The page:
Nepal Confiscates Tibetan Ballots

Police shutter polls held by Tibetan refugees in Nepal’s capital during the visit of a U.S. official.
2011-02-17
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Nepalese riot police arrest Tibetan protesters in front of the Chinese Embassy in Kathmandu, March 10, 2010.
Nepalese riot police arrest Tibetan protesters in front of the Chinese Embassy in Kathmandu, March 10, 2010.
AFP

Police in Nepal have forcefully shut down local elections for the leadership of a Tibetan refugee group, apparently yielding to pressure from China and drawing criticism from the United States.

Voting was under way for the head of the Chushi Gangdruk, a welfare organization founded by veterans of a Tibetan resistance force that formerly battled the Chinese People's Liberation Army, when police in riot gear and armed with guns and batons stormed into an election center and carted away the ballot box.

The raid occurred on Feb. 13, when a top State Department official was in Nepal’s capital Kathmandu to meet with Nepalese officials and express Washington’s continued support for Tibetan refugees in the Himalayan kingdom.

In a statement Friday, a State Department official expressed "concern" over the Nepalese police action and said the United States would continue to monitor developments affecting the welfare of Tibetan refugees in Nepal.

Nepal has repeatedly said it will not allow "anti-China" activities on its soil, saying it observes a “one China policy,” which holds that Tibet is part of China.

But a member of the Chushi Gangdruk election committee told the International Campaign for Tibet (ICT), a Tibetan advocacy group, that the polls were meant to select representatives for its charitable work and not to promote anti-Chinese activities.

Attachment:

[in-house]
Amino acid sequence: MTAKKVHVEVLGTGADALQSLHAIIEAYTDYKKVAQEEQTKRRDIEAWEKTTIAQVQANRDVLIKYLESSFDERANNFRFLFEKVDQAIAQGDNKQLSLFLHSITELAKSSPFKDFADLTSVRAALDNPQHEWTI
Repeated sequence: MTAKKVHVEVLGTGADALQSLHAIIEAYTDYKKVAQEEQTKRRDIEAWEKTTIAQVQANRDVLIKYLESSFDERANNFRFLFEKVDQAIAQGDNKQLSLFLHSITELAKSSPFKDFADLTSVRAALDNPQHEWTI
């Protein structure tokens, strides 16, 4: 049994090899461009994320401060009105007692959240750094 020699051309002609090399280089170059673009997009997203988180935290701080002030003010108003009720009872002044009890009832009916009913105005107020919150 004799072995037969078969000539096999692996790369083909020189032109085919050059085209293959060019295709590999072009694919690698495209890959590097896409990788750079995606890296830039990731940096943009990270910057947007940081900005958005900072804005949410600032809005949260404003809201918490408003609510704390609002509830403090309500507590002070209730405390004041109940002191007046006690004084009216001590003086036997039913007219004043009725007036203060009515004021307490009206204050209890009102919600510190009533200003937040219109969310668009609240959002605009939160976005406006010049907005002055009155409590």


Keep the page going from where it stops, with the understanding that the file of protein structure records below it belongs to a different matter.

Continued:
"We [were] voting for our local community representatives so that when someone is sick we can take them to the hospital or when someone dies we can take the corpse to the graveyard. We help poor and homeless people, and we clean the streets and look after the environment in our community,” he said.

“We are refugees and do not have such a government to look after us. Only community members do these jobs.”

Ballot box taken

The seizure of the ballot box from the Boudha district, one of three areas where voting was held and  raided by the police, came four months after Nepali armed police blocked thousands of Tibetan exiles in Kathmandu from voting for a new government-in-exile.

They forcibly confiscated the ballot boxes after storming into three voting centers in the capital, home to almost 9,000 Tibetan exiles, as the elections were held.

Local police in Boudha did not object when voting got underway in the morning but an hour later, a van carrying riot police and a separate truck used to take people away for detention arrived at the site, a source in Kathmandu told ICT.

A police officer told the members of Chushi Gangdruk that Tibetan refugees are not allowed to hold elections for any reason, and that the raid had been ordered by the Chief District Officer, the source said.

A policeman then took the ballot box and told the voters that it would be locked away with other ballot boxes that had been confiscated in October last year.

Several police officers stayed behind, presumably to ensure that the election would not resume, ICT said.

In the two other locations, Swayambhu and Jawalakhel districts, voters had completed the polls before police arrived.

‘One China policy’

Nepal shares a long border with Tibet and is home to around 20,000 exiles who began arriving in 1959 when a failed uprising against Chinese rule forced Tibet’s spiritual leader the Dalai Lama into exile in India's Himalayan foothills at Dharamsala.